Why Non-violence?

 

 

Non-violence is rejection of the use of violence or the threat of violence either to achieve political objectives, or to force others to accept one’s beliefs or acquiesce to one’s desires.  There is a difference between practicing non-violence and totally rejecting the use of violence in all circumstances (generally called “pacifism” or “total pacifism”).  One can be a practitioner of non-violence and still be open to the use of force and violence in self-defense, whereas total pacifists oppose the use of force or violence even to defend one’s self.

 

Two forms of non-violent protest are widely used: non-cooperation and civil disobedience.  For two important reasons, non-cooperation is usually tried before civil disobedience.  First, in the early stages of group activism it is generally easier to mobilize people and bind them into a unified body by using non-cooperation methods.  Second, skipping non-cooperation and relying immediately on civil disobedience sometimes results in considerable public antagonism being instantly aimed at the activists.

 

Although non-cooperation is generally tried before civil disobedience, civil disobedience is a powerful tool which historically has been successful in achieving political objectives when non-cooperation could not achieve them.

 

With respect to obtaining political objectives, the value of non-violence lies both in what it can do and what it doesn’t do.

 

 

What non-violent activism can do

 

  1. Non-violent action allows us to withdraw consent from governmental authorities.  Withdrawal of consent gets immediate attention of the authorities and ruling class since it is well recognized that the exercise of governmental authority requires consent of the governed.  Withdrawing consent is done, first, to get the attention of authorities and others, and second, to get others to think logically and to change their view.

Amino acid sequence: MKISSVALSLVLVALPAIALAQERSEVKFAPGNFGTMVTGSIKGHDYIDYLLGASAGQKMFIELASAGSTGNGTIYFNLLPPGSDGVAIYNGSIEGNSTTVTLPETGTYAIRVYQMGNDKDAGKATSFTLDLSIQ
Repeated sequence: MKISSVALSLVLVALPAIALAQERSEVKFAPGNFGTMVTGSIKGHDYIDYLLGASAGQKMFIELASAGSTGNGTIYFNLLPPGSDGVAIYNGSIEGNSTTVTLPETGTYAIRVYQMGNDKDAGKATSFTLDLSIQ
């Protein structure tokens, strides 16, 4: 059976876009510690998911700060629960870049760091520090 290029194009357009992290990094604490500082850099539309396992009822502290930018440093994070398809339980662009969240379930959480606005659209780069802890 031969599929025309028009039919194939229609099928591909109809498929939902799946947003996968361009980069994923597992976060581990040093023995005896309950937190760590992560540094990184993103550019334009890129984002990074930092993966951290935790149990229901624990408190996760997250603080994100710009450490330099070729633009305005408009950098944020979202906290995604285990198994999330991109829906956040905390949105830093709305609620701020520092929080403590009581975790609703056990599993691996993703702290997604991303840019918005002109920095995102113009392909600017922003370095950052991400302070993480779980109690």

1. Non-violence attracts more people to work for a cause than violence does since it is less destructive to life, property, and the social fabric.  Objectives are far more likely to be achieved by large numbers of non-violent activists than by a few violent ones.

 

  1. Non-violent political action results in large numbers of citizens giving thought to the political issue under contention rather than to the means being used to advocate change.

 

  1. Non-violent action gains respect for activists, all the more so when authorities respond to non-violent actions with violence.  Even some of the authorities are likely to gain sympathy for non-violent activists when violence is used against them.

 

  1. Non-violence allows police and other authorities to listen better because they will not be in fear of being physically harmed.  Thus the authorities will be more likely to be persuaded by logical arguments.

 

  1. Non-violence keeps groups tightly formed and focused on the political objective, whereas uses and threats of violence tend to divide and demoralize a group.  Members of a group are likely to differ on the appropriateness of different levels of violence or threats recommended by participants.

 

  1. A clearly stated rejection of violent action protects activists from having public sympathy for them undermined by government provocateurs who are frequently the most vocal advocates for violence.

 

  1. The exclusive use of non-violent methods promotes peace, civility, and the rule of reason over emotion after a power shift has occurred or a political objective achieved.

 

 

What non-violent activism doesn't do

 

  1. Non-violent activism does not attempt merely to grab power away from authorities.

 

  1. Non-violence activism does not destroy public sympathy.

 

  1. Non-violent activism does not reinforce public anger and prejudice against activists.

 

  1. Non-violence does not invite police infiltration and harassment.

 

  1. Non-violence does not easily provide police with excuses to arrest, detain, beat, or even kill activists.

 

  1. Non-violent activism does not give the state excuses to enact oppressive laws to limit dissent.

 

  1. Non-violent political action does not drive away bystanders whom activists want to win over since the bystanders will not feel threatened by the activists.

 

  1. Non-violent actions do not roil up peoples emotions to the point where, after an objective is achieved, peace is impossible.

 

 

 

 

 

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